BALTIMORE, Dec. 21 -- Elrod Hendricks, who spent a team-record 37 years with the Baltimore Orioles as a player and coach, died Wednesday of a heart attack at a local hospital, a source with the team confirmed. Hendricks would have turned 65 on Thursday.
Hendricks was attending a dinner at the BWI Marriott in Linthicum when he fell unconscious. He was taken to the Baltimore-Washington Medical Center in Glen Burnie, where he died shortly after arriving. He is survived by his wife, Merle, and six children, four from a previous marriage.
"I'm shocked," Orioles Manager Sam Perlozzo said when reached late Wednesday night. Hendricks had left a message on Perlozzo's phone earlier on Wednesday.
"He sounded just as peachy and perky as ever," Perlozzo said. "You wouldn't believe how good he sounded."
Perlozzo said he saved the message because it had not come in clearly and he wanted to replay it later. "I'm probably now going to keep it on my phone," he said.
The popular Hendricks, who had been the longest tenured on-field member of the organization, suffered through various health problems the past two years, including a stroke on April 14 of this year and testicular cancer in 2003. Though he appeared to be fully recovered from the stroke, the Orioles, citing health concerns, decided at the end of this season not to renew his contract as bullpen coach.
"Everybody was worried after the stroke, but he seemed fine and was his normal self," Orioles outfielder Jay Gibbons said on Wednesday night.
Hendricks, who had been the bullpen coach for the past 28 seasons, was disappointed with the decision. At the time, he said he would not accept a position with the team in community relations.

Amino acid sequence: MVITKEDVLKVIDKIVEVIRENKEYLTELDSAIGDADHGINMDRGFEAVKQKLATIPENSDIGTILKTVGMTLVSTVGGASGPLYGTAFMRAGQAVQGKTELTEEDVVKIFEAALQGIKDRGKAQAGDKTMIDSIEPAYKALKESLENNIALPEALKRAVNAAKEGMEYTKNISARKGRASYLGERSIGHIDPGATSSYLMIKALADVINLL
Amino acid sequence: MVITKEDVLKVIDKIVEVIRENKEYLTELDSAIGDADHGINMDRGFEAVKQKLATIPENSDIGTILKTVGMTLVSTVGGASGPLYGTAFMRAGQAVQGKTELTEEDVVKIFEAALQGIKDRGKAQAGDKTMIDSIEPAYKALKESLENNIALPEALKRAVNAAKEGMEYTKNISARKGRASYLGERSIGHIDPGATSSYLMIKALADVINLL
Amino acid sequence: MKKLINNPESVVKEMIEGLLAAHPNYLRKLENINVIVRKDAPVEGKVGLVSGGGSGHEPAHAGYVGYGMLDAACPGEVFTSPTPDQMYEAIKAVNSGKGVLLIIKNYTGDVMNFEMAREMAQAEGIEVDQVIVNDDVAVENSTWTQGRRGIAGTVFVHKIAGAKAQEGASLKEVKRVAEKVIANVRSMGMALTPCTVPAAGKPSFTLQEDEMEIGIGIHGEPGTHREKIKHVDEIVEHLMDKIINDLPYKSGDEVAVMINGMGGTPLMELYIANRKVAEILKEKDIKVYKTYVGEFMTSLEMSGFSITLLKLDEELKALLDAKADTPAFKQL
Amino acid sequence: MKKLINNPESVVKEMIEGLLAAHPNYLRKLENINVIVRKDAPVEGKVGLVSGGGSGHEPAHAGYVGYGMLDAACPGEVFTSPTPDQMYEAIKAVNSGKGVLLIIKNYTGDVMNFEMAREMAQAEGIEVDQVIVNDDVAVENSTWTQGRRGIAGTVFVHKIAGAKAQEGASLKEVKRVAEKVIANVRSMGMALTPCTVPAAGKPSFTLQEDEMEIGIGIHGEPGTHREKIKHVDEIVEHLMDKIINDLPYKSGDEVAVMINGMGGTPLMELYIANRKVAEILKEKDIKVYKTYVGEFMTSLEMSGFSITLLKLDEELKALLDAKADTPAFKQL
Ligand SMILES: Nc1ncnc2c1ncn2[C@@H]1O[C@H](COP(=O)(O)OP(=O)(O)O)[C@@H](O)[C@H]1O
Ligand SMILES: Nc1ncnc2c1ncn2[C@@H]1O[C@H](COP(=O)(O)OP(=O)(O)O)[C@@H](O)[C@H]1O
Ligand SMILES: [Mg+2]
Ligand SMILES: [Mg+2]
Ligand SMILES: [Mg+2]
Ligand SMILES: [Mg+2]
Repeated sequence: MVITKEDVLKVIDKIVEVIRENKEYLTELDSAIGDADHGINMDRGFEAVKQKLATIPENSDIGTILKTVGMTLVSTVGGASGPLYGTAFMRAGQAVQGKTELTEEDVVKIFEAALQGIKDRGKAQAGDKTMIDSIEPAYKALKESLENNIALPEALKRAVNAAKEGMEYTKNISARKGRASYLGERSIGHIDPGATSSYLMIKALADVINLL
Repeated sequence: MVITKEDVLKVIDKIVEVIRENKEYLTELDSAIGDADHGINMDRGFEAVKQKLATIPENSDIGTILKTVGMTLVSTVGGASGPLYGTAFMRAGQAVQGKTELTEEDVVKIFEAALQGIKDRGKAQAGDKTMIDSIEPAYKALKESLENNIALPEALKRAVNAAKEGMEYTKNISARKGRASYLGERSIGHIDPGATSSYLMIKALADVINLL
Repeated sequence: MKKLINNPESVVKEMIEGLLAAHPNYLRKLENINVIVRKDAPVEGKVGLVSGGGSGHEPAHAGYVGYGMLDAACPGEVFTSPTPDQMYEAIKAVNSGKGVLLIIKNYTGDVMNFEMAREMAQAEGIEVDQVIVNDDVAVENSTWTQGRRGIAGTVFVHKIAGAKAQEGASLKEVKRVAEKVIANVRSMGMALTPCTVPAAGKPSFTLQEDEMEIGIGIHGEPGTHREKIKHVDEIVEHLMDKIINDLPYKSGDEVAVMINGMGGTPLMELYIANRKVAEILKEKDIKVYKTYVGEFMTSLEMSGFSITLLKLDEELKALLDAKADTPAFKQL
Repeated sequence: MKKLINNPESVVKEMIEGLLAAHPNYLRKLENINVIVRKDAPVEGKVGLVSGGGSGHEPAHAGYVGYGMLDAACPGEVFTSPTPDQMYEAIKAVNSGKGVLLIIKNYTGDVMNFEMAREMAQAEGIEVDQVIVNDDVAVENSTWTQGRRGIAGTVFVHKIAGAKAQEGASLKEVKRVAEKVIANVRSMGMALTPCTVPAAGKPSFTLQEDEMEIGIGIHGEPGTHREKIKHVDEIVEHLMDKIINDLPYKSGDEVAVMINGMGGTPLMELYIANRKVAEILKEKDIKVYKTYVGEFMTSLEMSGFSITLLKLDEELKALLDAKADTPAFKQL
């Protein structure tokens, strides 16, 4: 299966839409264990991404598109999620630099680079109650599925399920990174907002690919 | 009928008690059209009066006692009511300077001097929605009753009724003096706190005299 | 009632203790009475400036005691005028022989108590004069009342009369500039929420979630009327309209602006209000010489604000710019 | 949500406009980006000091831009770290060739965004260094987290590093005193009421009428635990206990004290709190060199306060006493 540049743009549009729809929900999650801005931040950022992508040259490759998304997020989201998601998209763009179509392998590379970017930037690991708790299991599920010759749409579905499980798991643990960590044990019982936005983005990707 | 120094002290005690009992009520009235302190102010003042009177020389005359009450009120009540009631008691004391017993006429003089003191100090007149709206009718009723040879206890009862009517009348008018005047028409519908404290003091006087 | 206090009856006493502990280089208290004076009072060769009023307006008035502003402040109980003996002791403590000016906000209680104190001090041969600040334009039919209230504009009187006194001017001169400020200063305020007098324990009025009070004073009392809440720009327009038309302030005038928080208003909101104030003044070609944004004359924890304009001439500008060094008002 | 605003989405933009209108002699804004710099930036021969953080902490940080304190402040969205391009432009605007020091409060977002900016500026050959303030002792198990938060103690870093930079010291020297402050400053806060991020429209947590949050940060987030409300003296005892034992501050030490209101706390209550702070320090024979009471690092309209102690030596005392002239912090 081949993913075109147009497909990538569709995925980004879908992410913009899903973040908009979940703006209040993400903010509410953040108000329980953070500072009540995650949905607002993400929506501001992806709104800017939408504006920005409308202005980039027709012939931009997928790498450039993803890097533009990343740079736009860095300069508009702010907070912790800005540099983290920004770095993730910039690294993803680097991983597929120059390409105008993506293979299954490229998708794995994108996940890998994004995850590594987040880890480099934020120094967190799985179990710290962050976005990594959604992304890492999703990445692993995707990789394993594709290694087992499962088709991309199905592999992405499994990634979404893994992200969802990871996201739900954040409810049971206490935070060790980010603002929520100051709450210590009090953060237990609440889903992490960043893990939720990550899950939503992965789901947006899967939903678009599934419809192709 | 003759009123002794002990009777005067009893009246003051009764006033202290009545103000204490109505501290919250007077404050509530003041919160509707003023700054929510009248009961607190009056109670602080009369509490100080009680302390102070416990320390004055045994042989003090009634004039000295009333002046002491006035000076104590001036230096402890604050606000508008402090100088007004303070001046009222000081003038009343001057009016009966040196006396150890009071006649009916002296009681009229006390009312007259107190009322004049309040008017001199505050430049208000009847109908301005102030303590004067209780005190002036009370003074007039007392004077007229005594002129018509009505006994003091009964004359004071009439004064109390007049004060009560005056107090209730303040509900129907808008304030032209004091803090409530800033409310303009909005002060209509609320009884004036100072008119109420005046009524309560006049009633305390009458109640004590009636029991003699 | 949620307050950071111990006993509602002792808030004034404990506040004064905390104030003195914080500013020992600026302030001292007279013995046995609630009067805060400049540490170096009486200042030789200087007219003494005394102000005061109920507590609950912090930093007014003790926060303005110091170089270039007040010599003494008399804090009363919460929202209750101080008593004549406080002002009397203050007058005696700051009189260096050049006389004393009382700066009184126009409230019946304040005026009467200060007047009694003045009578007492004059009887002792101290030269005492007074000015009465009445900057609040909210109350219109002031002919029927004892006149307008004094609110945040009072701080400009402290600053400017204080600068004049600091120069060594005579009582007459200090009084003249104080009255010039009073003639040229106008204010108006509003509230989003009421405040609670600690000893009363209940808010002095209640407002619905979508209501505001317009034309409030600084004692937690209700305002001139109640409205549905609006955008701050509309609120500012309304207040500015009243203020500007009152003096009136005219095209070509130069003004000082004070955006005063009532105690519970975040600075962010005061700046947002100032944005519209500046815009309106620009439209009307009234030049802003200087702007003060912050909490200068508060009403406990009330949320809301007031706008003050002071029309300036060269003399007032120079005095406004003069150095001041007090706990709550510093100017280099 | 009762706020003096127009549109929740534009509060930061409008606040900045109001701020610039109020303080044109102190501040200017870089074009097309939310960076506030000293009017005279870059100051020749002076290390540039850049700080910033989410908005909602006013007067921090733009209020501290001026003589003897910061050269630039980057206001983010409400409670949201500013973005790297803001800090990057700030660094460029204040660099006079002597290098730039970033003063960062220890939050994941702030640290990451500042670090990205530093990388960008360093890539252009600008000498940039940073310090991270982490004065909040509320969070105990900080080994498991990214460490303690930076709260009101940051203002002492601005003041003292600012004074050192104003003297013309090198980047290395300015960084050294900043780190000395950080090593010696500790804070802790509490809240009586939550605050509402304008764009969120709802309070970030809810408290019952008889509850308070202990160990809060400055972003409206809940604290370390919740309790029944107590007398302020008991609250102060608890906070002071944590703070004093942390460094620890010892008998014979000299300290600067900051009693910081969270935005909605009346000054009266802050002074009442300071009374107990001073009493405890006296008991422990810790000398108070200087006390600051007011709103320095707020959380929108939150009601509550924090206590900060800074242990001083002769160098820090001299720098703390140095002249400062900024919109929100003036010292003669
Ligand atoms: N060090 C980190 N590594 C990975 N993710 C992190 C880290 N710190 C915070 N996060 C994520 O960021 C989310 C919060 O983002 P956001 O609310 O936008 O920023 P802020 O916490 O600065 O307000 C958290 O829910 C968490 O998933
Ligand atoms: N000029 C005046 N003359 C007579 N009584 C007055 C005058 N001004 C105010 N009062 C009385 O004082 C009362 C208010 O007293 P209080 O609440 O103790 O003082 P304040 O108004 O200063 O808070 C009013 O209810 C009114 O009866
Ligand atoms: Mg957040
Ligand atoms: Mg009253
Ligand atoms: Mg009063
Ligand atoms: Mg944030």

But Hendricks, who had spent much of his time in Baltimore promoting the Orioles in the community, eventually relented and accepted the position. On Monday, Hendricks, dressed as Santa Claus, appeared in downtown Baltimore with several players at an Orioles Christmas party for 100 children from the Harriet Tubman Elementary School and the City Springs Elementary School.
"He played Santa and was yelling 'Ho ho ho' and was as happy as can be giving out presents," said Gibbons, who attended the event. "Obviously this comes as a shock and out of nowhere. My respects go out to his family and his children."
Hendricks began his playing career with the Orioles in 1968, hitting .202 in 79 games. Perhaps his best moments on the field came in 1970, when he hit .364 against Cincinnati in the World Series, which Baltimore won in five games. Hendricks hit .273 in 24 postseason games with the Orioles and New York Yankees.
He played in the majors for 12 years, accumulating a .222 batting average in 658 games. For all but one of those seasons, Hendricks wore an Orioles uniform.
"I shed some tears over it," Perlozzo said in October about the decision not to renew Hendricks's contract. "He's a great man, no question about it. He represents everything the Orioles represent."
Hendricks became Earl Weaver's bullpen coach in 1977. He was inducted into the Orioles' Hall of Fame in 2001, becoming the first person still active with the team to be enshrined.
"Elrod was always a smiling face," Gibbons said. "I remember he yelled at me if I walked by him and didn't say hello."